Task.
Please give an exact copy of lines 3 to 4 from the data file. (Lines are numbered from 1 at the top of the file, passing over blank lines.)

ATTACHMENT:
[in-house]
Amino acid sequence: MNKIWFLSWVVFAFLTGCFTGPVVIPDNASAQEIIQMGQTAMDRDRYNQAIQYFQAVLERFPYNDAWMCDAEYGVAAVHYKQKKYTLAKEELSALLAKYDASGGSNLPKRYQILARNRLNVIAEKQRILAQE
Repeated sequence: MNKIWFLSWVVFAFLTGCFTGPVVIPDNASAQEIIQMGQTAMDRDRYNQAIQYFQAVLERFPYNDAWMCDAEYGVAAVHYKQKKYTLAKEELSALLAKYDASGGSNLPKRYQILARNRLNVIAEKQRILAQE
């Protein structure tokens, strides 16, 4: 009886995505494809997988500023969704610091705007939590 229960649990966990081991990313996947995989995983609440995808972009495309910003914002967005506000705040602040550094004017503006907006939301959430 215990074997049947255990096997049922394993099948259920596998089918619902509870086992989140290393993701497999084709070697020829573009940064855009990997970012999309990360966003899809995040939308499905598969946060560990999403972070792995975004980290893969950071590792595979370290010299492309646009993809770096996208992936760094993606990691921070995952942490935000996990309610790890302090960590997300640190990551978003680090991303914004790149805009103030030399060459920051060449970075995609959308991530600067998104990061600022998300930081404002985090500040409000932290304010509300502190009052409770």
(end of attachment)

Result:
Repeated sequence: MNKIWFLSWVVFAFLTGCFTGPVVIPDNASAQEIIQMGQTAMDRDRYNQAIQYFQAVLERFPYNDAWMCDAEYGVAAVHYKQKKYTLAKEELSALLAKYDASGGSNLPKRYQILARNRLNVIAEKQRILAQE
């Protein structure tokens, strides 16, 4: 009886995505494809997988500023969704610091705007939590 229960649990966990081991990313996947995989995983609440995808972009495309910003914002967005506000705040602040550094004017503006907006939301959430 215990074997049947255990096997049922394993099948259920596998089918619902509870086992989140290393993701497999084709070697020829573009940064855009990997970012999309990360966003899809995040939308499905598969946060560990999403972070792995975004980290893969950071590792595979370290010299492309646009993809770096996208992936760094993606990691921070995952942490935000996990309610790890302090960590997300640190990551978003680090991303914004790149805009103030030399060459920051060449970075995609959308991530600067998104990061600022998300930081404002985090500040409000932290304010509300502190009052409770």